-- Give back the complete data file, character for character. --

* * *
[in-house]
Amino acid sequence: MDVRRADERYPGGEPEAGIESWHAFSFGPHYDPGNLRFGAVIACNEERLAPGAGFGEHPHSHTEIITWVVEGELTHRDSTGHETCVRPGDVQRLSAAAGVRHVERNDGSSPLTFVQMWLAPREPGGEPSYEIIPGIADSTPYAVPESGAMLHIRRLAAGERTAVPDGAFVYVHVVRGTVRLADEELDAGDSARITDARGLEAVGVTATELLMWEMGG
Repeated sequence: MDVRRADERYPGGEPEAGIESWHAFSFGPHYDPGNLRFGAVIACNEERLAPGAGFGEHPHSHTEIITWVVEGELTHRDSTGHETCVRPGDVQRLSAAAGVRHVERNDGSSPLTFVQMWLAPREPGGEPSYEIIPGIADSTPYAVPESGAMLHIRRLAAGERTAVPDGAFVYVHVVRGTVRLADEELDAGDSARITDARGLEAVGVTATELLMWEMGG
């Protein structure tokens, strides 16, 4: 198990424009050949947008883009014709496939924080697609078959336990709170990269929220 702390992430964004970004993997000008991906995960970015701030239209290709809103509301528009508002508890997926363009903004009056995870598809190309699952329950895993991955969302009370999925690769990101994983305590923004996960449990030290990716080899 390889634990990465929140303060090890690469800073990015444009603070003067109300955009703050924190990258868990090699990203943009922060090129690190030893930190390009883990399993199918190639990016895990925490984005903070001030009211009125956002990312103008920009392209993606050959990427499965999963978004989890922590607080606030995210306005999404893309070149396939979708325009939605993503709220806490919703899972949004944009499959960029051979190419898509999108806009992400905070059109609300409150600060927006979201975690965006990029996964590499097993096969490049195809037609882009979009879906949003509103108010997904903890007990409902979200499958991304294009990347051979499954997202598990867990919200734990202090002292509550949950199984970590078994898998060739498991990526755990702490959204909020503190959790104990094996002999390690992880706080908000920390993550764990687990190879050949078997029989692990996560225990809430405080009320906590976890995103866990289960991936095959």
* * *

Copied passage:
[in-house]
Amino acid sequence: MDVRRADERYPGGEPEAGIESWHAFSFGPHYDPGNLRFGAVIACNEERLAPGAGFGEHPHSHTEIITWVVEGELTHRDSTGHETCVRPGDVQRLSAAAGVRHVERNDGSSPLTFVQMWLAPREPGGEPSYEIIPGIADSTPYAVPESGAMLHIRRLAAGERTAVPDGAFVYVHVVRGTVRLADEELDAGDSARITDARGLEAVGVTATELLMWEMGG
Repeated sequence: MDVRRADERYPGGEPEAGIESWHAFSFGPHYDPGNLRFGAVIACNEERLAPGAGFGEHPHSHTEIITWVVEGELTHRDSTGHETCVRPGDVQRLSAAAGVRHVERNDGSSPLTFVQMWLAPREPGGEPSYEIIPGIADSTPYAVPESGAMLHIRRLAAGERTAVPDGAFVYVHVVRGTVRLADEELDAGDSARITDARGLEAVGVTATELLMWEMGG
């Protein structure tokens, strides 16, 4: 198990424009050949947008883009014709496939924080697609078959336990709170990269929220 702390992430964004970004993997000008991906995960970015701030239209290709809103509301528009508002508890997926363009903004009056995870598809190309699952329950895993991955969302009370999925690769990101994983305590923004996960449990030290990716080899 390889634990990465929140303060090890690469800073990015444009603070003067109300955009703050924190990258868990090699990203943009922060090129690190030893930190390009883990399993199918190639990016895990925490984005903070001030009211009125956002990312103008920009392209993606050959990427499965999963978004989890922590607080606030995210306005999404893309070149396939979708325009939605993503709220806490919703899972949004944009499959960029051979190419898509999108806009992400905070059109609300409150600060927006979201975690965006990029996964590499097993096969490049195809037609882009979009879906949003509103108010997904903890007990409902979200499958991304294009990347051979499954997202598990867990919200734990202090002292509550949950199984970590078994898998060739498991990526755990702490959204909020503190959790104990094996002999390690992880706080908000920390993550764990687990190879050949078997029989692990996560225990809430405080009320906590976890995103866990289960991936095959």